Tutorial Week 7


Files and file systems

  1. Consider a file currently consisting of 100 records of 400 bytes. The filesystem uses fixed blocking, i.e. one 400 byte record is stored per 512 byte block. Assume that the file control block (and the index block, in the case of indexed allocation) is already in memory. Calculate how many disk I/O operations are required for contiguous, linked, and indexed (single-level) allocation strategies, if, for one record, the following conditions hold. In the contiguous-allocation case, assume that there is no room to grow at the beginning, but there is room to grow at the end of the file. Assume that the record information to be added is stored in memory.

    1. The record is added at the beginning.
    2. The record is added in the middle.
    3. The record is added at the end.
    4. The record is removed from the beginning.
    5. The record is removed from the middle.
    6. The record is removed from the end.

  2. Old versions of UNIX allowed you to write to directories. Newer ones do not even allow the superuser to write to them? Why? Note that many unices allow you read directories.

  3. Why is there VFS Layer in Unix?

  4. How does choice of block size affect file system performance. You should consider both sequential and random access.

  5. Why does Linux pre-allocate up to 8 blocks on a write to a file.

  6. Linux uses a buffer cache to improve performance. What is the drawback of such a cache? In what scenario is it problematic? What alternative would be more appropriate where a buffer cache is inappropriate?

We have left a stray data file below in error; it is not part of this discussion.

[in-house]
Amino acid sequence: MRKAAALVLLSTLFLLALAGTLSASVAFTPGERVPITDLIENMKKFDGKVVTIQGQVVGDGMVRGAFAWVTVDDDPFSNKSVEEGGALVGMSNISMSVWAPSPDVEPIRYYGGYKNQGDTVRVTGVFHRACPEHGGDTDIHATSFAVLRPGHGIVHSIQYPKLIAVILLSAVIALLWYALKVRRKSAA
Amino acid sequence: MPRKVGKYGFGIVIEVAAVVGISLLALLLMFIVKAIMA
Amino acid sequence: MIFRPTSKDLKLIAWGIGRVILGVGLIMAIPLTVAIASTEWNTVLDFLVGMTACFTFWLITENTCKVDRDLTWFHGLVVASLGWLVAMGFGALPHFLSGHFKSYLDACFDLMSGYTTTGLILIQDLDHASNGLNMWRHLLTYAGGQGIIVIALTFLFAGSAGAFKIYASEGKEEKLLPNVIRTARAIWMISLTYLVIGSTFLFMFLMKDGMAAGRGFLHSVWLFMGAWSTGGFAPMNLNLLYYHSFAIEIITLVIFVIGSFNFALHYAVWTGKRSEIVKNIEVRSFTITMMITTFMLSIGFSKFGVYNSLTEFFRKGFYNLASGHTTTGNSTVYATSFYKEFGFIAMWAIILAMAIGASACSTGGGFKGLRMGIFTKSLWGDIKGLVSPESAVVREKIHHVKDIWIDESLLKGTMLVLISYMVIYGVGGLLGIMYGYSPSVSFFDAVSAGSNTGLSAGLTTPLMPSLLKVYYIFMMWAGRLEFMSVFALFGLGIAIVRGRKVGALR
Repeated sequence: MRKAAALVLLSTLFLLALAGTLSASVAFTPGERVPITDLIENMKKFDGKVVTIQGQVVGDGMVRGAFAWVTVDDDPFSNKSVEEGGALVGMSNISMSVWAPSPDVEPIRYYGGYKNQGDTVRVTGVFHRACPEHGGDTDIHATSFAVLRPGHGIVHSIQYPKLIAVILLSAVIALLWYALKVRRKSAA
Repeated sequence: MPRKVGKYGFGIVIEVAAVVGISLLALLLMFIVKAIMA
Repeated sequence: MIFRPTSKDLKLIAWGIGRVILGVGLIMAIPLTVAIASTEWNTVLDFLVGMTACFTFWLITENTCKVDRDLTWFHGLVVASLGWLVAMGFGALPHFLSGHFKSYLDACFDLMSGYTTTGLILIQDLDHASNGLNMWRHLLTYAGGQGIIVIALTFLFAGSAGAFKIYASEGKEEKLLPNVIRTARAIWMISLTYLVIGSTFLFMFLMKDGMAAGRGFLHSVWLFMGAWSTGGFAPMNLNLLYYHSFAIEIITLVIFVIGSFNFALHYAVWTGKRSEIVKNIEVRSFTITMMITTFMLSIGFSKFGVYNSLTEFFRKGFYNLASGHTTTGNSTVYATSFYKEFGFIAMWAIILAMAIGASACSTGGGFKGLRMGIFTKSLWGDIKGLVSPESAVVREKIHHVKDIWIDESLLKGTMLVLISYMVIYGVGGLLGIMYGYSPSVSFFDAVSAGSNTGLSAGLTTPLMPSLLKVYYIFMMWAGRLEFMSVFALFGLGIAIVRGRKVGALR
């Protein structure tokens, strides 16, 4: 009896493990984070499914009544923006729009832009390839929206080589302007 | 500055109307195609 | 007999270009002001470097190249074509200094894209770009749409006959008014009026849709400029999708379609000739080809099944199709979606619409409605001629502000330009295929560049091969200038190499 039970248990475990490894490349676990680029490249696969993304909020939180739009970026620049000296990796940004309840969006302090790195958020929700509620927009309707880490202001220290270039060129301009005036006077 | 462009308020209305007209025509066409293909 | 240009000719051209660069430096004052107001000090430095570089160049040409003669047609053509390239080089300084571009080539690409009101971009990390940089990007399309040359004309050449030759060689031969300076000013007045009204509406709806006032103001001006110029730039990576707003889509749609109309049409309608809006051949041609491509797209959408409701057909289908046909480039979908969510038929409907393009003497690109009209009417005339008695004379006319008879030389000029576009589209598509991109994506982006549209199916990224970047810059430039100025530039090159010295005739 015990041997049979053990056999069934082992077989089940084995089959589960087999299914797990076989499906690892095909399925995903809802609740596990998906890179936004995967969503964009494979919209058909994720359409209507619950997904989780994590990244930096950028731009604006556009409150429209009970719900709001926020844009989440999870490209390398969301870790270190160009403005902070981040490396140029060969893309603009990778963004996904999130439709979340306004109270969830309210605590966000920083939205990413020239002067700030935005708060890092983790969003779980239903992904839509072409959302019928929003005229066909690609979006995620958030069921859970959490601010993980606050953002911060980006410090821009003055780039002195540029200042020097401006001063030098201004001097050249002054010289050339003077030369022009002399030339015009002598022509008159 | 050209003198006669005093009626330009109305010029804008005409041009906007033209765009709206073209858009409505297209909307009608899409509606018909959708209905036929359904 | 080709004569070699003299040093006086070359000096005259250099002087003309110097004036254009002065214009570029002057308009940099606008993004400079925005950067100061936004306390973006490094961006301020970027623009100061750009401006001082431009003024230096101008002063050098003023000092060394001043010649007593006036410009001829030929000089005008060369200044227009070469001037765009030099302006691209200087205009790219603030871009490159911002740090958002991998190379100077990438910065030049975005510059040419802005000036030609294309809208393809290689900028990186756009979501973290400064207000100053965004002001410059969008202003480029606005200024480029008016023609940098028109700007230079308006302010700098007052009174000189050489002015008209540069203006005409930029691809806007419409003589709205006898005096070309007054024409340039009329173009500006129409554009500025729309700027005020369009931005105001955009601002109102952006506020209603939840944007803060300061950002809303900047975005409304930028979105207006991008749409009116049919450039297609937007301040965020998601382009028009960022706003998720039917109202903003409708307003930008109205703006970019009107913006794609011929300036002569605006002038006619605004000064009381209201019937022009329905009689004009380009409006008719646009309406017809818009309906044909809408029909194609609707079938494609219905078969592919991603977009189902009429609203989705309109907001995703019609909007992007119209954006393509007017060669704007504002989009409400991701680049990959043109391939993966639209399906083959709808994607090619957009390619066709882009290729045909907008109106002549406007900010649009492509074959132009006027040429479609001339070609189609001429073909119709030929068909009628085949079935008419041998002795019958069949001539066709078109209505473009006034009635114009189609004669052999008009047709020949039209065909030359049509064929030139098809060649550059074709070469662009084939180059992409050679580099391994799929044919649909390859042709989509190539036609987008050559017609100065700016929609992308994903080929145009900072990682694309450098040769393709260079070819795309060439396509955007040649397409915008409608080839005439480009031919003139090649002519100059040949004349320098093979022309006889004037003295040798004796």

7. What is the structure of the contents of a directory? Does it contain attributes such as creation times of files? If not, where might this information be stored?

  8. The Unix inode structure contains a reference count. What is the reference count for? Why can't we just remove the inode without checking the reference count when a file is deleted?

  9. Inode-based filesystems typically divide a file system partition into block groups. Each block group consists of a number of contiguous physical disk blocks. Inodes for a given block group are stored in the same physical location as the block groups. What are the advantages of this scheme? Are they any disadvantages?

  10. Assume an inode with 10 direct blocks, as well as single, double and triple indirect block pointers. Taking into account creation and accounting of the indirect blocks themselves, what is the largest possible number of block reads and writes in order to:

    1. Read 1 byte
    2. Write 1 byte

    Assume the inode is cached in memory.

  11. Assume you have an inode-based filesystem. The filesystem has 512 byte blocks. Each inode has 10 direct, 1 single indirect, 1 double indirect, and 1 triple indirect block pointer. Block pointers are 4 bytes each. Assume the inode and any block free list is always in memory. Blocks are not cached.

    1. What is the maximum file size that can be stored before
      1. the single indirect pointer is needed?
      2. the double indirect pointer is needed?
      3. the triple indirect pointer is needed?
    2. What is the maximum file size supported?
    3. What is the number of disk block reads required to read 1 byte from a file
      1. in the best case?
      2. in the worst case?
    4. What is the number of disk block reads and writes required to write 1 byte to a file
      1. in the best case?
      2. in the worst case?

  12. A typical UNIX inode stores both the file's size and the number of blocks currently used to store the file. Why store both? Should not blocks = size / block size?

  13. How can deleting a file leave a inode-based file system (like ext2fs in Linux) inconsistent in the presence of a power failure.

  14. How does adding journalling to a file system avoid corruption in the presence of unexpected power failures.